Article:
CAMERA Op-Ed: The Washington Post Echoes Hamas

Hamas, Palestinian Islamic Jihad, and other Iranian-funded terror groups have carried out the largest massacre of Jewish civilians since the Holocaust. But several columnists and reporters are misleading readers about Hamas’ crimes. Worse still, some are even echoing the terror group’s propaganda. 

On Oct. 7, 2023, Hamas attacked Israel, firing hundreds of rockets at civilians, and infiltrating the Jewish state. Terrorists butchered more than 1,400 people, almost all civilians. Children were shot to death in front of their parents. Babies were murdered. Families, some in their own homes, were set on fire. At one music festival, terrorists murdered at least 260 people, many shot while fleeing. Women were raped before being murdered, some near the corpses of their dead friends. 

In addition to the 1,400 dead, more than 5,000 people were wounded, some severely. 

Proportionally this is at least 15 times the number of people who were murdered during the Sept. 11, 2001, terrorist attacks. 

A reported 150-250 Israelis and foreign nationals have been kidnapped and taken to Gaza, which Hamas rules. The group has threatened to publicly execute them. 

Hamas was proud of its handiwork, filming — even livestreaming — its barbarism. For its part, one of the world’s largest newspapers, The Washington Post, seemed content to echo Hamas propaganda.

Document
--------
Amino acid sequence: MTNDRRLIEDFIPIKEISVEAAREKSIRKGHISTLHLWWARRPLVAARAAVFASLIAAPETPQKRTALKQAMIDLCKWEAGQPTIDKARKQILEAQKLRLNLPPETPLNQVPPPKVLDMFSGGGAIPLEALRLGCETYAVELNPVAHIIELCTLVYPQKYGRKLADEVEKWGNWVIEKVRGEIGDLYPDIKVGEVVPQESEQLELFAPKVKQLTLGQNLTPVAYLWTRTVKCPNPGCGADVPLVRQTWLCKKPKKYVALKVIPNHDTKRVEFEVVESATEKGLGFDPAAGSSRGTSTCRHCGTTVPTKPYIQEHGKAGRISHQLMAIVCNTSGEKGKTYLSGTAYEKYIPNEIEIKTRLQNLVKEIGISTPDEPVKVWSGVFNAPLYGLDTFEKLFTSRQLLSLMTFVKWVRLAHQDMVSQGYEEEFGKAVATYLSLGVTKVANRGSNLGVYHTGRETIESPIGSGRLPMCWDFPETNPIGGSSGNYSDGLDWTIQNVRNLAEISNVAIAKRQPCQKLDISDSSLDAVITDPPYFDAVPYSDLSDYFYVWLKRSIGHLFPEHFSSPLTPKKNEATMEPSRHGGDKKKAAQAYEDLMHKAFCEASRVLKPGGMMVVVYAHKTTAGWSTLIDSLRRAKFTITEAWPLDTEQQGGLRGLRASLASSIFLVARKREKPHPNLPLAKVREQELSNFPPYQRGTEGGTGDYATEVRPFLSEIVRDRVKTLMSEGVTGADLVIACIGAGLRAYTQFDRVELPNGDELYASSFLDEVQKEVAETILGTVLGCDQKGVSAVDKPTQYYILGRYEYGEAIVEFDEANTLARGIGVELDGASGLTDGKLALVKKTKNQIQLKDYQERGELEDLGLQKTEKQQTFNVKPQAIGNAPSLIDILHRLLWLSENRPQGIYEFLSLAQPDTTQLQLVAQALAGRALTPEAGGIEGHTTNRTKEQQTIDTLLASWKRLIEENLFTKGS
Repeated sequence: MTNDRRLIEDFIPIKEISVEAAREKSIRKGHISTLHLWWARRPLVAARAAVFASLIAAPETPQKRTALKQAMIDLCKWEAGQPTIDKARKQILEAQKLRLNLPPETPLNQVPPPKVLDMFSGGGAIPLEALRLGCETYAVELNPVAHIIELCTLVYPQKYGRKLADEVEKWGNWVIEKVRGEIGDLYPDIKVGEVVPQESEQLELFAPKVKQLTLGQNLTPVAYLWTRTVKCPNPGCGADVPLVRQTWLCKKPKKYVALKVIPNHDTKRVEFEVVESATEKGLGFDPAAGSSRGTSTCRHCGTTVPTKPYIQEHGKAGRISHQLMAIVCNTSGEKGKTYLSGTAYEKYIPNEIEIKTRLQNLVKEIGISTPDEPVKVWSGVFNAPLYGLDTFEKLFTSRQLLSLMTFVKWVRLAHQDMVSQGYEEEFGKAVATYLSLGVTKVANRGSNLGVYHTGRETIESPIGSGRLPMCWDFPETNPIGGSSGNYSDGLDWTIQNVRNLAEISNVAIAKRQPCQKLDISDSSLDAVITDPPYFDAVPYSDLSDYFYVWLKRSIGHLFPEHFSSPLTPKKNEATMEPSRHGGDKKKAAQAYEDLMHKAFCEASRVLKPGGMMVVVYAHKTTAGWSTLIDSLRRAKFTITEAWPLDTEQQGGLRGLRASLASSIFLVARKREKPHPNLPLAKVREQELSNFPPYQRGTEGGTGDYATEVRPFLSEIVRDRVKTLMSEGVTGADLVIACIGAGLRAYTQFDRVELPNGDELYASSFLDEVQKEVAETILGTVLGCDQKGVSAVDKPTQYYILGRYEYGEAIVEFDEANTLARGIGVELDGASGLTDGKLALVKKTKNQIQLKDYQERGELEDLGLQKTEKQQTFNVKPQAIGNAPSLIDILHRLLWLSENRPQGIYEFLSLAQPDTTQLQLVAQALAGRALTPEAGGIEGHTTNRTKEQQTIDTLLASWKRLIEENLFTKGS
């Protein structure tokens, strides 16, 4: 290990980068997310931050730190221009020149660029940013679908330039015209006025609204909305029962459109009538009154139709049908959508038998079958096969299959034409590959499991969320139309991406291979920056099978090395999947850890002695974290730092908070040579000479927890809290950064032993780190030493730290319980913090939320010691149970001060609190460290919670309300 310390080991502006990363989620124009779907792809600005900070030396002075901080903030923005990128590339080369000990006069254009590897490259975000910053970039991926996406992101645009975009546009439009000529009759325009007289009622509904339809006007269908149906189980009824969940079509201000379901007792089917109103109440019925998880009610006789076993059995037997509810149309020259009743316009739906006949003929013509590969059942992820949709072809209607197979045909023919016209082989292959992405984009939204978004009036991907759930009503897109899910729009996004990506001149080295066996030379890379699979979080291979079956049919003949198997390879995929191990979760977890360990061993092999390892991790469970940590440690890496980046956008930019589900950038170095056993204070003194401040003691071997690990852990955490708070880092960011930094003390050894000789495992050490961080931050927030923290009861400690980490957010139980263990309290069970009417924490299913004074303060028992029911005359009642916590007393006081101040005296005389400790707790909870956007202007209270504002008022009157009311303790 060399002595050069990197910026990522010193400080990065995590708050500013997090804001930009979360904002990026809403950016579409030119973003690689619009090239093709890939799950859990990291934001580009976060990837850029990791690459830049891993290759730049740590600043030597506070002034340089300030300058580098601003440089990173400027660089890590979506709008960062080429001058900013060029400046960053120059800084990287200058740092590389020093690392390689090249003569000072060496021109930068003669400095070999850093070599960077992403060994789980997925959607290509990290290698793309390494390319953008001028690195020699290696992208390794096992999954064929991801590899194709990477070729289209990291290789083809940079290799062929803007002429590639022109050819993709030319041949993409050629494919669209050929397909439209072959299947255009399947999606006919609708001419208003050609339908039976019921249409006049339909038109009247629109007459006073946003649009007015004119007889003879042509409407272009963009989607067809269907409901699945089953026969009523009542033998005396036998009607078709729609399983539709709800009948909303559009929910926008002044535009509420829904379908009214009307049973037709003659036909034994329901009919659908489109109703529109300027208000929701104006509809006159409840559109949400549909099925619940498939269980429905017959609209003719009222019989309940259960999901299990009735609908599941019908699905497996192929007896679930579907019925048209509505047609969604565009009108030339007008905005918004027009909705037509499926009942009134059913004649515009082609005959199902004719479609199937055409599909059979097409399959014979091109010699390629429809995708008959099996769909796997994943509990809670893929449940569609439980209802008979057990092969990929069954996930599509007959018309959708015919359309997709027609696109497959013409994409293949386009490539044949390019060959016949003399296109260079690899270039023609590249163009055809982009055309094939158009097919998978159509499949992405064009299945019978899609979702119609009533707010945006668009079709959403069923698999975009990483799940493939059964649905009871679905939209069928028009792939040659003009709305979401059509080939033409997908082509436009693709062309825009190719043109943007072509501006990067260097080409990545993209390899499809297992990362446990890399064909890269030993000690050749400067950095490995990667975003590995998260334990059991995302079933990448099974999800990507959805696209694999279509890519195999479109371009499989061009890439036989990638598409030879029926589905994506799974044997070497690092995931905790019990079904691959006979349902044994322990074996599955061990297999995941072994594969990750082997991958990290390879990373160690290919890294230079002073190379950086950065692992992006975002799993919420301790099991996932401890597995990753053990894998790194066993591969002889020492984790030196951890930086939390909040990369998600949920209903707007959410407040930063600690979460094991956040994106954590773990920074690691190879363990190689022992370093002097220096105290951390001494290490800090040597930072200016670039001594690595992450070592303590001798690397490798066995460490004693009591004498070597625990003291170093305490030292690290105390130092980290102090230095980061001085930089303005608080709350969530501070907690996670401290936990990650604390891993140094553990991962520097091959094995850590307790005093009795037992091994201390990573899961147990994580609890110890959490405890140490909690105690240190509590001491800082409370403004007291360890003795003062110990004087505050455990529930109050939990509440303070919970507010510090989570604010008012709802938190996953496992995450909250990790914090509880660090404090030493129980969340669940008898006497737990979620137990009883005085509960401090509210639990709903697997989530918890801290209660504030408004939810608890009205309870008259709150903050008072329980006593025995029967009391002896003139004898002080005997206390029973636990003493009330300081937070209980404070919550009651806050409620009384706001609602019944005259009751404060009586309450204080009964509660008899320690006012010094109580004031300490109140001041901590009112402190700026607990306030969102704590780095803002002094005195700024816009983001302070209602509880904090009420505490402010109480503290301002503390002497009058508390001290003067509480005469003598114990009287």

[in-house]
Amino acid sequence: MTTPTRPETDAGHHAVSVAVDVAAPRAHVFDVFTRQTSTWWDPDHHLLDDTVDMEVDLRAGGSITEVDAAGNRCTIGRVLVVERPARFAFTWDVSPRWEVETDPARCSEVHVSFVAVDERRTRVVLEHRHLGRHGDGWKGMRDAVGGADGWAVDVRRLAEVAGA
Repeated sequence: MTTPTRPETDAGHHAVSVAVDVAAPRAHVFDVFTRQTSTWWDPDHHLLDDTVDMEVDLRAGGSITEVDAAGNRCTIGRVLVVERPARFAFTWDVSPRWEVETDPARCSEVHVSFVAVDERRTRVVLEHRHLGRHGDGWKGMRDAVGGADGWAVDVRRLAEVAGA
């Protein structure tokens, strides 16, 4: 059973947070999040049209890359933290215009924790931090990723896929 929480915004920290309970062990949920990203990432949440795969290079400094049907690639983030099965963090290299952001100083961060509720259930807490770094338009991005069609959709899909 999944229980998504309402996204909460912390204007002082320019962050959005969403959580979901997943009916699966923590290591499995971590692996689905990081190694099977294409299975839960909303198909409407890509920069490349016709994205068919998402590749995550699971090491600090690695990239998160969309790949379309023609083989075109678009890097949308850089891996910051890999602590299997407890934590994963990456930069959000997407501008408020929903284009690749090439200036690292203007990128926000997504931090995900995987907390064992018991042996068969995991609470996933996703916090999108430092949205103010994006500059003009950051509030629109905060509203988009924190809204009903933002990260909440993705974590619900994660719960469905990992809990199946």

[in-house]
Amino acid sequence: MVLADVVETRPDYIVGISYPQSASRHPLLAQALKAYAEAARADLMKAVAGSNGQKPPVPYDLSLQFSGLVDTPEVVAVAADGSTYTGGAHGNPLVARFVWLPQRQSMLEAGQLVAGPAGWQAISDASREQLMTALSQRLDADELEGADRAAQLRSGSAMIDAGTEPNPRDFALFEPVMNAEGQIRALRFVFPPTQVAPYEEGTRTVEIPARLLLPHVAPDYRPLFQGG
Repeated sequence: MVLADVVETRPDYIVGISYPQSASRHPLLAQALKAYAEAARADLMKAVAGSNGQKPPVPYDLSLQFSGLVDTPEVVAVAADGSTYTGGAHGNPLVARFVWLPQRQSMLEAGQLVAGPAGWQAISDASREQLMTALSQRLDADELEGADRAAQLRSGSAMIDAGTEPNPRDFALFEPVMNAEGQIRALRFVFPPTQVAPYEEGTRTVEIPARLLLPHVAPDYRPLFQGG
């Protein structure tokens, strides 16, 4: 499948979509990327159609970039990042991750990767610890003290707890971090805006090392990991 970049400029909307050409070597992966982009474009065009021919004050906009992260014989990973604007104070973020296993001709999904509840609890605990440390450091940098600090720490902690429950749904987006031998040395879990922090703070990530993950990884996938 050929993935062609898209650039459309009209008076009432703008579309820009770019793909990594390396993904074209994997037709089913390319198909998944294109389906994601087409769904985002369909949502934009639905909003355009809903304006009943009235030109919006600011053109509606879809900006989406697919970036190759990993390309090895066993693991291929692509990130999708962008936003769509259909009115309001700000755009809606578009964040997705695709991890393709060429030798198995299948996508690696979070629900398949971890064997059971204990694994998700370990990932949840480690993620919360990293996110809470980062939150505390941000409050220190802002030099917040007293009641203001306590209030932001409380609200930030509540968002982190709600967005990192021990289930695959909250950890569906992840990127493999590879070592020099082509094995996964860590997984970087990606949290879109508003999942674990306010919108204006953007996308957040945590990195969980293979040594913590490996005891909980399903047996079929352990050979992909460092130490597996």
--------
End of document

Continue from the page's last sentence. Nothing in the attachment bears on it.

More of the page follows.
Hours after the attack, the Post blamed the barbarism not on Hamas, but Israel. The Post’s Claire Parker claimed that an Israeli counterterrorist raid on Al-Aqsa Mosque “stoked tensions” leading to the attack from Hamas. 

As the Committee for Accuracy in Middle East Reporting and Analysis (CAMERA) has highlighted, Palestinian terrorist groups have long used the false claim that Jews seek to damage or destroy the mosque to incite anti-Jewish violence. The founding father of Palestinian nationalism, the future Nazi collaborator Amin al-Husseini, did precisely that, sparking mass pogroms in 1929, in which 133 Jewish men, women, and children were murdered, and 339 were injured. 

As the scholar Nadav Shragai has documented, the so-called “Al-Aqsa is in danger” libel has been employed many times since. It is a staple of Palestinian terrorist propaganda. Hamas’s rival for power, Fatah, has a military unit called the “Al-Aqsa Martyrs Brigade” and Fatah’s leader, Mahmoud Abbas, used the claim to incite the so-called “Stabbing Intifada” in 2015, in which dozens of Jews were shot, stabbed, and ran over with vehicles. 

Yet, none of this history was highlighted by the Post.

Nor did the newspaper note that Hamas operative Ali Baraka has claimed that the “operation” — labeled “Al Aqsa Flood” — was planned for two years, according to a transcript from the Middle East Media Research Institute (MEMRI), a nonprofit organization that translates Arab, Iranian, and Russian media. 

The Post also published a backgrounder on Hamas that was equally misleading. The newspaper claimed that the group’s origins rested with the “Israeli occupation.” 

But as CAMERA has documented, Hamas is a spin-off of the Muslim Brotherhood, and has had a presence in the area since the 1930s — more than a decade before Israel was created in 1948. The group’s well-documented history of using human shields — a war crime — was also omitted.